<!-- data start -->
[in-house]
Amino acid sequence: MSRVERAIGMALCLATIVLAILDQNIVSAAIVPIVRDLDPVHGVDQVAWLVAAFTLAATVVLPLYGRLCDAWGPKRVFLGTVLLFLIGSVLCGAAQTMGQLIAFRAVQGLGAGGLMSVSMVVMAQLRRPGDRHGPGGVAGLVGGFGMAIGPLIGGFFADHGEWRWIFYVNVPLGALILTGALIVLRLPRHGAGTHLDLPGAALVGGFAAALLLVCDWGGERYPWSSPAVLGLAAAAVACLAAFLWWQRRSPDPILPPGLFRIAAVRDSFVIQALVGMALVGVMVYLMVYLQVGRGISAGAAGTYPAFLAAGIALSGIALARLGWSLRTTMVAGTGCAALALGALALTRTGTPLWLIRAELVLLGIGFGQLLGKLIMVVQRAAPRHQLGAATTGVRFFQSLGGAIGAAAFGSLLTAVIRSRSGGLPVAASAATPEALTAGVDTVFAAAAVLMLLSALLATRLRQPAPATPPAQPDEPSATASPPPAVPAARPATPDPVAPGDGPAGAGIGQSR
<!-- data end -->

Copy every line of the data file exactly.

[in-house]
Amino acid sequence: MSRVERAIGMALCLATIVLAILDQNIVSAAIVPIVRDLDPVHGVDQVAWLVAAFTLAATVVLPLYGRLCDAWGPKRVFLGTVLLFLIGSVLCGAAQTMGQLIAFRAVQGLGAGGLMSVSMVVMAQLRRPGDRHGPGGVAGLVGGFGMAIGPLIGGFFADHGEWRWIFYVNVPLGALILTGALIVLRLPRHGAGTHLDLPGAALVGGFAAALLLVCDWGGERYPWSSPAVLGLAAAAVACLAAFLWWQRRSPDPILPPGLFRIAAVRDSFVIQALVGMALVGVMVYLMVYLQVGRGISAGAAGTYPAFLAAGIALSGIALARLGWSLRTTMVAGTGCAALALGALALTRTGTPLWLIRAELVLLGIGFGQLLGKLIMVVQRAAPRHQLGAATTGVRFFQSLGGAIGAAAFGSLLTAVIRSRSGGLPVAASAATPEALTAGVDTVFAAAAVLMLLSALLATRLRQPAPATPPAQPDEPSATASPPPAVPAARPATPDPVAPGDGPAGAGIGQSR